International Union for Conservation of Nature, a popular worldwide organization working in conservation and preservation of the environment and natural resources each time comes up with a research report on different wildlife species or natural habitats.
In the early 1990s, the mountain gorillas were red-listed as endangered species since there were threats of extinction in the near future. Up-to-date the mountain gorillas are still under endangered species since their total population is still low (about 1000 individuals in the whole world).
The mountain gorillas are only found in the east and central tropical rain forests of Africa where the three great countries of Uganda, Democratic Republic of Congo and Rwanda lie. The three countries are the only places in the world with natural habitats where the mountain gorillas live. The natural habitats of the mountain gorillas are the Bwindi impenetrable forest, the best destination for mountain gorilla safaris in Uganda and the Virunga massif that is straddled by Uganda, Rwanda and the Democratic Congo Republic. In the Virunga massif, mountain gorilla trekking takes place in Mgahinga National Park in Uganda, and Virunga National Park in the Democratic Republic of Congo. Mountain gorilla trekking in Rwanda takes place in the magnificent Volcanoes National Park that offers the most expensive experience where each gorilla permit costs USD1500.
Though the three countries have come up with measures of preserving and conserving the mountain gorillas by protecting and managing the locale of the mountain gorillas, there are still threats faced by the huge primates. The threats which the mountain gorillas face have led to their drastic decline over the years hence being red-listed under the endangered species.
The mountain gorillas are endangered species because of the civil wars that have been raging the forests. The tropical rain forests of the east and central Africa are very dense thus being a good spot for rebels that have been destabilizing the three countries of Uganda, Rwanda and DR Congo.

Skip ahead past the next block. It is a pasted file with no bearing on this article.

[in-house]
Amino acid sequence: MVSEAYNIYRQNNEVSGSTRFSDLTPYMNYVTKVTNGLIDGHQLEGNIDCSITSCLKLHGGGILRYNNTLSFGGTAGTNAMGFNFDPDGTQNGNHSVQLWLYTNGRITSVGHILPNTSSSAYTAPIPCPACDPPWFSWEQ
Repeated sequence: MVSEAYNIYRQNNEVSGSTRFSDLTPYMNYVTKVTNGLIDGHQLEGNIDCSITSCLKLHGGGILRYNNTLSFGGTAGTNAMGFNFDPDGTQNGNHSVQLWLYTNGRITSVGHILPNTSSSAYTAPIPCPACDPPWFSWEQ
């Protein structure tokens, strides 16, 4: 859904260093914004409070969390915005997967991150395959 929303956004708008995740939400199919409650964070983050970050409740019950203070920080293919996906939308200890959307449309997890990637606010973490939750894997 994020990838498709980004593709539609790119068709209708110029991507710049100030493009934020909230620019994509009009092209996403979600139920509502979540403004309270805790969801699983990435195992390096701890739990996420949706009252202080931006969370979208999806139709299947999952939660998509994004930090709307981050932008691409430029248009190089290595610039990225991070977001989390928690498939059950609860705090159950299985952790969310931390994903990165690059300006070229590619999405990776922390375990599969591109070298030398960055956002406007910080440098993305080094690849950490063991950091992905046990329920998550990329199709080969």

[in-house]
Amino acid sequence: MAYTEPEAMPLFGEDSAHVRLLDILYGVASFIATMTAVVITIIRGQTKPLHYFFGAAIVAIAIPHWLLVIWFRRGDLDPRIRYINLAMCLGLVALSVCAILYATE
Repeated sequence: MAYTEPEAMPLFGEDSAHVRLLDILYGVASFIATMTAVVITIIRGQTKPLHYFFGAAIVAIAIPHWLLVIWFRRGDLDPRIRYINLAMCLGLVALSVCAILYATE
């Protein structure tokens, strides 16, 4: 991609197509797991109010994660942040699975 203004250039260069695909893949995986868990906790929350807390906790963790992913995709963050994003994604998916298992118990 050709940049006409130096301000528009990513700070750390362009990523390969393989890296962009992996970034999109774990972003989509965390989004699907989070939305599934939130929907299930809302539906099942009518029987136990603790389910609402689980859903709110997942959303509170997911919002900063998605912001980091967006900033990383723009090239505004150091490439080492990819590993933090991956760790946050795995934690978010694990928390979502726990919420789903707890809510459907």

The governments have made efforts to shrug the rebels out of the gorilla habitats thereby raging a war which has led to the killing of the mountain gorillas by the astray bullets that fly in the forests during the attacks. This predicament has led to the great loss of the mountain gorillas thus leading to their decrease in number.
The mountain gorillas face a threat of poaching
There are some greedy people who invade these forests to trap the gorillas and take them for their commercial gains. These people are interested in trading their meat while others in their parts like the noses, skins and limbs. Poaching is one of the major reasons as to why there is a low number of gorillas since this has become a perpetual and profitable activity that can never stop.
Human settlement in their habitats has also led to their endangerment.
Due to the growing human population around the forests where the mountain gorillas live, people have started encroaching on them by clearing them to find space to settle. In the due process, the mountain gorillas have become homeless and at times they are killed by the local people.
Low reproduction of the mountain gorillas
Naturally, mountain gorillas have a low fertility rate therefore their reproduction and multiplication are very slow. A mountain gorilla starts producing at the age of 12 to 15 years and a female one can get pregnant once in five years since it takes lots of time taking care of the young ones till their around 5years.
Epidemic disease invasion
Due to the human settlement and gorillas having 98% DNA similarity with humans, any epidemic disease that attacks the humans around the forests also affects the gorillas. For instance, over two decades, there has been multiple outbreaks of Ebola around the Virunga massif in Congo and this has led to massive killing of the mountain gorillas.
Though the mountain gorillas are endangered species as listed by the International Conservation Union For Nature, in recent years there has been some positivity on their preservation and conservation. Their total population is gradually increasing and this is can be validated by the census done over the decade. Around 2010, there were only about 800 mountain gorillas in the world but by the recent census conducted in 2018, the population was recorded to be more than 1000 individuals.